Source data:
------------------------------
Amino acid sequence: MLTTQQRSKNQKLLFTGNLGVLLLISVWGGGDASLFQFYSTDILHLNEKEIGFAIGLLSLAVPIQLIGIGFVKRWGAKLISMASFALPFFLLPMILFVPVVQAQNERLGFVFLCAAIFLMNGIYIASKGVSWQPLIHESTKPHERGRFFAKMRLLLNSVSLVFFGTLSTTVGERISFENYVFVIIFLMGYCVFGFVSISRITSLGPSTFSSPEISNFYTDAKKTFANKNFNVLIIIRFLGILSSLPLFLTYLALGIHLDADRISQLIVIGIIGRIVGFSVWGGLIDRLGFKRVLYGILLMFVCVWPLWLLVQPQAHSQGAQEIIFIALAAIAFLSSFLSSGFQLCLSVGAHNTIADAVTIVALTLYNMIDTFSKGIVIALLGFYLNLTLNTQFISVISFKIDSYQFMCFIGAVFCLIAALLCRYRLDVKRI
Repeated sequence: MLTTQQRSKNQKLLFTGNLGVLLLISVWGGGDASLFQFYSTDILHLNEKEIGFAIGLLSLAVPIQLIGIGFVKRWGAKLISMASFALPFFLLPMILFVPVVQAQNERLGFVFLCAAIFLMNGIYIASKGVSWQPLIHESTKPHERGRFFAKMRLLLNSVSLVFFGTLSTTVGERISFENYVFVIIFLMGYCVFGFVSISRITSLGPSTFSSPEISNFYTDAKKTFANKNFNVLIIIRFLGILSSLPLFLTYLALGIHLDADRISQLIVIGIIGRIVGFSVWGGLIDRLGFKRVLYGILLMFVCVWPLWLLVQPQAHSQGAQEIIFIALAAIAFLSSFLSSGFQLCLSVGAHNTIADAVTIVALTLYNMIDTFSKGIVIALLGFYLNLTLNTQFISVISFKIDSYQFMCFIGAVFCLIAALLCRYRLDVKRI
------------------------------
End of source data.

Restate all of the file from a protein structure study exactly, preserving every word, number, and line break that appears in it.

Amino acid sequence: MLTTQQRSKNQKLLFTGNLGVLLLISVWGGGDASLFQFYSTDILHLNEKEIGFAIGLLSLAVPIQLIGIGFVKRWGAKLISMASFALPFFLLPMILFVPVVQAQNERLGFVFLCAAIFLMNGIYIASKGVSWQPLIHESTKPHERGRFFAKMRLLLNSVSLVFFGTLSTTVGERISFENYVFVIIFLMGYCVFGFVSISRITSLGPSTFSSPEISNFYTDAKKTFANKNFNVLIIIRFLGILSSLPLFLTYLALGIHLDADRISQLIVIGIIGRIVGFSVWGGLIDRLGFKRVLYGILLMFVCVWPLWLLVQPQAHSQGAQEIIFIALAAIAFLSSFLSSGFQLCLSVGAHNTIADAVTIVALTLYNMIDTFSKGIVIALLGFYLNLTLNTQFISVISFKIDSYQFMCFIGAVFCLIAALLCRYRLDVKRI
Repeated sequence: MLTTQQRSKNQKLLFTGNLGVLLLISVWGGGDASLFQFYSTDILHLNEKEIGFAIGLLSLAVPIQLIGIGFVKRWGAKLISMASFALPFFLLPMILFVPVVQAQNERLGFVFLCAAIFLMNGIYIASKGVSWQPLIHESTKPHERGRFFAKMRLLLNSVSLVFFGTLSTTVGERISFENYVFVIIFLMGYCVFGFVSISRITSLGPSTFSSPEISNFYTDAKKTFANKNFNVLIIIRFLGILSSLPLFLTYLALGIHLDADRISQLIVIGIIGRIVGFSVWGGLIDRLGFKRVLYGILLMFVCVWPLWLLVQPQAHSQGAQEIIFIALAAIAFLSSFLSSGFQLCLSVGAHNTIADAVTIVALTLYNMIDTFSKGIVIALLGFYLNLTLNTQFISVISFKIDSYQFMCFIGAVFCLIAALLCRYRLDVKRI